Since differential expression of regulatory factors could not explain MT3 downregulation, we investigated whether epigenetic factors and especially CpG islands methylation, were implicated in MT3 down-regulation at relapse. If methylation would be the cause of MT3 downregulation, more methylated CpG islands should be observed at relapse. We observed limited to no methylation of the 74 CpG islands in regulatory regions and intron 1 of MT3 and no increasing methylation at relapse (Figure 6A). None of the few methylated sites was correlated with gene expression measured by qPCR (Figure 6B). To confirm this data, ependymoma primary cells (EP1 and EP2) were treated with the demethylating agent 5-Aza-DeoxyCytidine (5-Aza) followed by MT3 and MT2Agene expression analysis by qPCR (Figure 6C). DAOY, a medulloblastoma cell line was used for comparison. The 5-Aza treatment alone induced a small increase in MT2A expression level in all cells tested (1.8, 2.2 and 5.7 fold for EP1, EP2 and DAOY respectively). The 5-Aza treatment alone did not increase MT3 expression in the ependymoma cells, while a 2 log increase in expression was found for DAOY. This data confirms the CpG islands methylation results, since the EP1 and EP2 exhibit very few methylated sites on the contrary to DAOY cells which harbor a hypermethylated pattern on MT3 promoter region (data not shown).
To test if epigenetic inactivation of MT genes could be due to histone acetylation, cells were also treated with trichostatin A (TSA), a deacethylating agent, alone or in combination with 5-Aza (Figure 6D). On the other hand, TSA proved effective in increasing dramatically MT3 expression in all tested cells: 135 fold for EP1, 198 fold for EP2, and 73 fold in the DAOY. MT2A expression level did not change significantly in the ependymoma primary and in DAOY cells after TSA treatment. Combination of 5-Aza and TSA was more effective than either agent alone in increasing MT3 levels in EP2 and in DAOY cell lines. MT2A levels in EP cells were significantly increased after a treatment combining 5-Aza and TSA compared to either treatment alone.
Epigenetic modulation of EP cells in vitro confirmed that MT3 expression was not regulated by promoter methylation but more likely by histone acetylation status. On the contrary, MT2A was not regulated only by histone acetylation status but also by methylation.
The MT3 promoter presents many regulatory elements, such us MRE (Metal Responsive Element) that allows MT induction by metal cations through MTF1 transcription factor and GRE (Glucocorticoid Responsive Element) for glucocorticoids induction. To check chromatin accessibility, we treated ependymoma primary cells EP1 and EP2 and DAOY cell line with ZnSO4 and dexamethasone (Figure 6D). Both agents were able to induce MT2A expression in all cells tested. Nevertheless MT3 was induced by ZnSO4 in only one of the two EP cells and in DAOY. Dexamethasone did not induce a significant upregulation of MT3 in any of the three cell lines tested. These results suggest that the MRE in the promoter of MT3 is not always accessible in EP cells in vitro.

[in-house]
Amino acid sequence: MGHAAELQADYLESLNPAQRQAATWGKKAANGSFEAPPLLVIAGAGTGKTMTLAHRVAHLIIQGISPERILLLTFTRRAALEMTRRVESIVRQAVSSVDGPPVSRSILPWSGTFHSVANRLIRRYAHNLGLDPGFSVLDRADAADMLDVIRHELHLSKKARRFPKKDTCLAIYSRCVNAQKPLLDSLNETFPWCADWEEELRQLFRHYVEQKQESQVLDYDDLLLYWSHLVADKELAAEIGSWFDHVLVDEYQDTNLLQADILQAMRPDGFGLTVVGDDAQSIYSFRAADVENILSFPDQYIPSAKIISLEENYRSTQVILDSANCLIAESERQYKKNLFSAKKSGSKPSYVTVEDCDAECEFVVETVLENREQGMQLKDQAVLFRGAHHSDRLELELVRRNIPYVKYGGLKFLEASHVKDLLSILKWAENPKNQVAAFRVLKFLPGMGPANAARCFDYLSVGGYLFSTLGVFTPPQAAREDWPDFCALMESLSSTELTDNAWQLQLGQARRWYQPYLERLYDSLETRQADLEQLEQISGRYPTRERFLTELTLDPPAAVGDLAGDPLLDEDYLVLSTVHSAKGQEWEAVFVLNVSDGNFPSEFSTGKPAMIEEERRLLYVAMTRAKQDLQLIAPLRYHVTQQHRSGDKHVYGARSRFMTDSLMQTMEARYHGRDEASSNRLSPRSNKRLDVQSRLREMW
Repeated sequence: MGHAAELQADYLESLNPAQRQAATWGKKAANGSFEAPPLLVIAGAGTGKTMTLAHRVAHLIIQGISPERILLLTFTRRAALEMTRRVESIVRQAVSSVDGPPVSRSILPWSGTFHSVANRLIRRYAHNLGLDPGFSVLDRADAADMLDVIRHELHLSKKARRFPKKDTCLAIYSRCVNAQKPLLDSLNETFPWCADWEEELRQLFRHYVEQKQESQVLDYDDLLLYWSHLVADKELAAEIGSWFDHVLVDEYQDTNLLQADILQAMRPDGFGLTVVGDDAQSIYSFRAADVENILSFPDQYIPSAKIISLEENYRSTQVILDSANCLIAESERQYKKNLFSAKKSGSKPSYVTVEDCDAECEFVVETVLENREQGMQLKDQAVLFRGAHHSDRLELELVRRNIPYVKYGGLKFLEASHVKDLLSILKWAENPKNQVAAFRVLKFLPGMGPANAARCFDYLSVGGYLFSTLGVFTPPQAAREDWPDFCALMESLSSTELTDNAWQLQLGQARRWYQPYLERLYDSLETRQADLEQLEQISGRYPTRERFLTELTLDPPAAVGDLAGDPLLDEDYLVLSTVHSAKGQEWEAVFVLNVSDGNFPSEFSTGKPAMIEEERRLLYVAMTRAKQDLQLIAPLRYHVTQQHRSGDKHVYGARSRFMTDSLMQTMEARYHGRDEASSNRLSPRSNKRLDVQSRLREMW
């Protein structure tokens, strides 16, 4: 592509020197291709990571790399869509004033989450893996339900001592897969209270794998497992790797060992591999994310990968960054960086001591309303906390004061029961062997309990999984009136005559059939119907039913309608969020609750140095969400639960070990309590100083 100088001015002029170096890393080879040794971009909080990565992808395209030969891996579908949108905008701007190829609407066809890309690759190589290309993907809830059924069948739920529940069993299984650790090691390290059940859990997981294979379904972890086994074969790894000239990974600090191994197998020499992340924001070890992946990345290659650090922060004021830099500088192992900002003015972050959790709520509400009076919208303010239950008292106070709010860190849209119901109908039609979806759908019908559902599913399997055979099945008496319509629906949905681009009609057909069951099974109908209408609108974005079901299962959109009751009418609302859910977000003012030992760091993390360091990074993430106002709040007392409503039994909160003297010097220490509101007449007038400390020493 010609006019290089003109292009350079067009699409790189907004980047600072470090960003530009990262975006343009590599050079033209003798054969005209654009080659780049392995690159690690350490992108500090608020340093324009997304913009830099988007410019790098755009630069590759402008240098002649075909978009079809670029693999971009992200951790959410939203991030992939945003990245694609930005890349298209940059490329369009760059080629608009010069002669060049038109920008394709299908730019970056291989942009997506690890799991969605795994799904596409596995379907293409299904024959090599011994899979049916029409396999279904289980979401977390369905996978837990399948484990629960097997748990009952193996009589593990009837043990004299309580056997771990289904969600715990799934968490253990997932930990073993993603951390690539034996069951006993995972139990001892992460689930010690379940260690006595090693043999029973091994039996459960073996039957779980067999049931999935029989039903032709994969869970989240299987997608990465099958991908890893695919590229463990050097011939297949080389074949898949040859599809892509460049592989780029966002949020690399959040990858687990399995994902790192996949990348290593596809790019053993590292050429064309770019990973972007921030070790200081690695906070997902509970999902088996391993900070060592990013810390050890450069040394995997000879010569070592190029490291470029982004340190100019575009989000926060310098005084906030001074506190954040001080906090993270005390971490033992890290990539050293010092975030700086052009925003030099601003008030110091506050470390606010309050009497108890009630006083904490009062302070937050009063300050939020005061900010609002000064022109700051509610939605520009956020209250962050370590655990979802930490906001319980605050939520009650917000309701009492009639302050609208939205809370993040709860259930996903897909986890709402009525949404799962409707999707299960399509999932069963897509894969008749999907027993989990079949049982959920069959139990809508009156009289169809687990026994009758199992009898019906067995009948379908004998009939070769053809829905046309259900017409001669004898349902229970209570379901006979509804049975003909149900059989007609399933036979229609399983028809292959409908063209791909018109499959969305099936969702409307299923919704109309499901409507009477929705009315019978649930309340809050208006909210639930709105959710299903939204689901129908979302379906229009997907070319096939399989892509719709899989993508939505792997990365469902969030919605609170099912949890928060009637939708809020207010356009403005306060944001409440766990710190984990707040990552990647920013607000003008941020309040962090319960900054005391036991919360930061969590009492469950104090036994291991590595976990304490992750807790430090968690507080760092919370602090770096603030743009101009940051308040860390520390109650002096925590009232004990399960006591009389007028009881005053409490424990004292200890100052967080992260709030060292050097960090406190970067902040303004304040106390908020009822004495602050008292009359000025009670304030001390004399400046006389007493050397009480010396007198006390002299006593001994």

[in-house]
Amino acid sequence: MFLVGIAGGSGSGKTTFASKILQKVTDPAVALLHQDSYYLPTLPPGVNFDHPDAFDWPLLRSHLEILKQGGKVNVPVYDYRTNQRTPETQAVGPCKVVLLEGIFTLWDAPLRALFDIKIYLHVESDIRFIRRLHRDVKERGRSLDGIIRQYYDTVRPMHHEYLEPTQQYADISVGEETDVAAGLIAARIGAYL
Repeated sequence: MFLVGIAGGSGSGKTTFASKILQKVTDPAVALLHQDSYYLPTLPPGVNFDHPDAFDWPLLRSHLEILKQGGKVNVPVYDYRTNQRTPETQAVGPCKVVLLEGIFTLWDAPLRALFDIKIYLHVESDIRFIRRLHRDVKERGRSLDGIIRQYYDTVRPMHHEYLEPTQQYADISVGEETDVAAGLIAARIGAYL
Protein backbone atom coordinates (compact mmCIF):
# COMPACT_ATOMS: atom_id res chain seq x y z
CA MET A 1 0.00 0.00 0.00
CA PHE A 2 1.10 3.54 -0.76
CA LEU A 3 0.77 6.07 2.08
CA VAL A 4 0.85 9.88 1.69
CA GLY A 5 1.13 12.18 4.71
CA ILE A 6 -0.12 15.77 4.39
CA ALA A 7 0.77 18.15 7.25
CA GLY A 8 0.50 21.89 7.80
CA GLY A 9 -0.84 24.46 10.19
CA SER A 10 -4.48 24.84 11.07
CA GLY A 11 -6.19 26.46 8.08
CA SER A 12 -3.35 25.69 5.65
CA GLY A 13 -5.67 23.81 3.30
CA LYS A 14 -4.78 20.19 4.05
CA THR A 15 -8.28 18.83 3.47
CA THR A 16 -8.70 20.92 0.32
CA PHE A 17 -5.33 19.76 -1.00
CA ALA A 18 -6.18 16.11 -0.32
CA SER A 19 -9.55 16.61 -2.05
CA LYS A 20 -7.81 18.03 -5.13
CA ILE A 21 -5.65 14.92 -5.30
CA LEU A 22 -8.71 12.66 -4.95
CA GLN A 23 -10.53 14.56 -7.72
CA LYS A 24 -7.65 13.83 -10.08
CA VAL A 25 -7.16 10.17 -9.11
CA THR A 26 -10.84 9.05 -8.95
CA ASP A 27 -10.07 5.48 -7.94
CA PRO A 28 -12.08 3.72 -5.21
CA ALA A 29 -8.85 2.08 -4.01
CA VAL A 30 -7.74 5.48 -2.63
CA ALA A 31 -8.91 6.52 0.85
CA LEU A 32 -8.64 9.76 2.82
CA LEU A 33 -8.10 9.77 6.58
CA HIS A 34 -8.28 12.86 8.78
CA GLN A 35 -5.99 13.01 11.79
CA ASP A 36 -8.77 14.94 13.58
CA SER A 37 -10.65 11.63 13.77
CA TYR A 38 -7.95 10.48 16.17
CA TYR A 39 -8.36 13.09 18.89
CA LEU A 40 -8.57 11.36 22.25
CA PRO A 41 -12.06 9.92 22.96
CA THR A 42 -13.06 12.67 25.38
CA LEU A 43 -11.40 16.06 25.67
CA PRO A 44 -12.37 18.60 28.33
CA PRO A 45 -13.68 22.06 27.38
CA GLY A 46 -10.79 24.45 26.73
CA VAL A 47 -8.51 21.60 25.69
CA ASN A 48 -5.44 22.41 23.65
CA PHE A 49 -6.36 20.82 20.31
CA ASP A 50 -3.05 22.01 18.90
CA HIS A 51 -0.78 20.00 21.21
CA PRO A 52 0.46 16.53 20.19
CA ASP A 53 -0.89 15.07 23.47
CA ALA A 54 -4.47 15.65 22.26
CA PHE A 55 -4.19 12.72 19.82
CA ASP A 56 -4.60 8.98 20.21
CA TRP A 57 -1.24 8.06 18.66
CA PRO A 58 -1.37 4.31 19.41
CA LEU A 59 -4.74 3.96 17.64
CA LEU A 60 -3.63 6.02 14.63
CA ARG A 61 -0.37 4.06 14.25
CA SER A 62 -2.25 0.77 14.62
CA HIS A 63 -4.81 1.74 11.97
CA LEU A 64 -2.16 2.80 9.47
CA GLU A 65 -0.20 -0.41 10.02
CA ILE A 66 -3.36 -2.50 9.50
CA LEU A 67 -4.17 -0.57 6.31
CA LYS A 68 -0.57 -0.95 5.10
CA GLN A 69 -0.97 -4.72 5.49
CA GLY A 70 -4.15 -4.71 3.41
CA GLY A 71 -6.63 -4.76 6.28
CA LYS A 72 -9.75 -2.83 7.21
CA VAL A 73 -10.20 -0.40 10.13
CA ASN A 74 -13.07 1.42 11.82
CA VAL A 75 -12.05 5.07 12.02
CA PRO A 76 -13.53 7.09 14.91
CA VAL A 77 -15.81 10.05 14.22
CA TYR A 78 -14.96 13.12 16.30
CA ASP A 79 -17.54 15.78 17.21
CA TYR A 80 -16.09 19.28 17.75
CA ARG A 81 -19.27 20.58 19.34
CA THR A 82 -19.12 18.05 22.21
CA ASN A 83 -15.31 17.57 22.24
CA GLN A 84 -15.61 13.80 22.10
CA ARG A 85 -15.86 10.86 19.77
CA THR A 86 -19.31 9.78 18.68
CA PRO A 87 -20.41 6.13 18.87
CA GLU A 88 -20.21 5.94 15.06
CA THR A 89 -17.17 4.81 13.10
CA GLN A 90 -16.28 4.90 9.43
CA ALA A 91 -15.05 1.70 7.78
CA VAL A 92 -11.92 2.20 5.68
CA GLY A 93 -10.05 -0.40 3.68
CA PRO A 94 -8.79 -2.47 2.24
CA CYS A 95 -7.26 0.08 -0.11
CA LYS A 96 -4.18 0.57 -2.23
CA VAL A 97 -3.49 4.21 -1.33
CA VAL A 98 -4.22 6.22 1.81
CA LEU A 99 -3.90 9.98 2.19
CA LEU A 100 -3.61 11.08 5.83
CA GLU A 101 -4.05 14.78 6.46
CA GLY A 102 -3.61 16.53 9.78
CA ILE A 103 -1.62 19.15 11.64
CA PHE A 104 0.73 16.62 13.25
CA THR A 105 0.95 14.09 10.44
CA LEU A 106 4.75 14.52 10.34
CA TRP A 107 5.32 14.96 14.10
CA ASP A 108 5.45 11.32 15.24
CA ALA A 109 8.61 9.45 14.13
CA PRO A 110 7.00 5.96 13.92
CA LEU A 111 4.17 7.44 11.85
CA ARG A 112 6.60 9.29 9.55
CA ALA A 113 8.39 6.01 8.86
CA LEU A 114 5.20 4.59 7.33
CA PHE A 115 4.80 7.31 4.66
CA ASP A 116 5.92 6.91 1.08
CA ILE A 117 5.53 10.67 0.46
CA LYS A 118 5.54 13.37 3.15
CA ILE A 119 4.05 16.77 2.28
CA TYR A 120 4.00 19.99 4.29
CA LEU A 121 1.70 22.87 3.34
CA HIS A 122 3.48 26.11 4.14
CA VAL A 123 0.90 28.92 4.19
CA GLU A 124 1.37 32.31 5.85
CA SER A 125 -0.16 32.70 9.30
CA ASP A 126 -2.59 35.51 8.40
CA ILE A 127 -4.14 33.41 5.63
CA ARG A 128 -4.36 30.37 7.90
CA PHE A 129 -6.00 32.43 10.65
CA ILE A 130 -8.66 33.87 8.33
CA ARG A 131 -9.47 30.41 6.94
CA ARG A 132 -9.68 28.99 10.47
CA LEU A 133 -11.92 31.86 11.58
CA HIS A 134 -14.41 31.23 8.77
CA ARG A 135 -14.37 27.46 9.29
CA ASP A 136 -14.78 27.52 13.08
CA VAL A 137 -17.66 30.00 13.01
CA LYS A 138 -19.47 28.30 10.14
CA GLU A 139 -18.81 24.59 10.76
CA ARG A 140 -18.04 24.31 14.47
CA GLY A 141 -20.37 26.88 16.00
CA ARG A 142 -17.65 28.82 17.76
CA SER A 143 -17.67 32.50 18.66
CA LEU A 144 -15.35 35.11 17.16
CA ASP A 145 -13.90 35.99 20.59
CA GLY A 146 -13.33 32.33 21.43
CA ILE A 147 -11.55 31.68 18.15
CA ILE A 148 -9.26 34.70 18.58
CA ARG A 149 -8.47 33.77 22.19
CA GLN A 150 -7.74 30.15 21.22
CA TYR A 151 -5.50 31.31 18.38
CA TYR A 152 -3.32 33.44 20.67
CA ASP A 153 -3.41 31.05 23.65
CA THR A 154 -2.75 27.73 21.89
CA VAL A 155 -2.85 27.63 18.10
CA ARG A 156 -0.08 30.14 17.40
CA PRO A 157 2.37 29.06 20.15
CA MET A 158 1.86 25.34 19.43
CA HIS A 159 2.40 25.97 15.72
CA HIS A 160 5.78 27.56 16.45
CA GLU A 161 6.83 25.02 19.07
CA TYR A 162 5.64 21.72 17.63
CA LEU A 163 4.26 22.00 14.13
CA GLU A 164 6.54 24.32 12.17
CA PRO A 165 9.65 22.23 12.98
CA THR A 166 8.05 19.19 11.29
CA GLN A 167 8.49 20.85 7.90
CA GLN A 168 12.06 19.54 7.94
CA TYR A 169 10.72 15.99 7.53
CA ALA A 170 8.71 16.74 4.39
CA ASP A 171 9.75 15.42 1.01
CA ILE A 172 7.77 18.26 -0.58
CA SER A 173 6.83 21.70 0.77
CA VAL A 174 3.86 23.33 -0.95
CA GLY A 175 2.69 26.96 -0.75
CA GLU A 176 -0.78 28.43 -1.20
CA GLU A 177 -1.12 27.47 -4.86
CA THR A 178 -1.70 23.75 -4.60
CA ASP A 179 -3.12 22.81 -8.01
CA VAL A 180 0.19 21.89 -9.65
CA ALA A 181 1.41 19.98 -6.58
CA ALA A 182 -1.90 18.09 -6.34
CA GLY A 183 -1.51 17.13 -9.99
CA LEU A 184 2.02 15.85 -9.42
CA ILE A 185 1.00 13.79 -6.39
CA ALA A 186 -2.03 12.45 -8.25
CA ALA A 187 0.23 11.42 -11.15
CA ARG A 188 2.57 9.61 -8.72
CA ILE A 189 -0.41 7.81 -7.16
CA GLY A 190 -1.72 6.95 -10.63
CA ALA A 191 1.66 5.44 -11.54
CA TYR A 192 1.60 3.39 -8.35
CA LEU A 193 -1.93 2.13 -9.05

Despite several molecular studies, the oncogenesis of ependymoma remains elusive. Specific molecular events occurring during progression have only been seldom reported , . This work focused on recurrence-specific gene expression signature variations. We choose a dual color microarray system in order to maximize the likelihood to discover significant changes in gene expression. The tumour of the patient at diagnosis was used as the reference and marked with Cy5 and the tumour of the same patient was marked with Cy3 and co-hybridized competitively. Consequently, only real changes in gene expression occurring at relapse were detected. As ependymoma's cell of origin remains uncertain, we also thought that most of the gene expression studies have suffered from the lack of specificity of the reference mRNA used. When comparing the tumour with the normal brain, most of the genes that are overexpressed correspond to cellular processes linked to proliferation while most of the genes downregulated correspond to neuronal proteins. Moreover, it has been recently assumed that glial tumours display brain-region specific expression profiles regardless of the tumour histology , , , . To analyse properly gene expression changes compared to the control, one should therefore use the normal brain control from the same location as the tumor. The brain region-specific expression pattern should remain stable over time between diagnosis and local recurrence. It is thus not surprising that none of the genes described as location–specific at diagnosis appeared in our recurrence signature.
Microarray studies conducted to discover molecular pathways linked with tumour progression and papers comparing metastases to initial tumours have already been performed –. The use of paired samples alleviate the bias associated with interindividual variation; for example, comparison of expression profile of tumours prior to and following systemic chemotherapy allowed the identification of differentially expressed genes correlated with chemoresistance in ovarian carcinomas.  In addition, paired samples by reducing variability increase strikingly the statistical power of the study .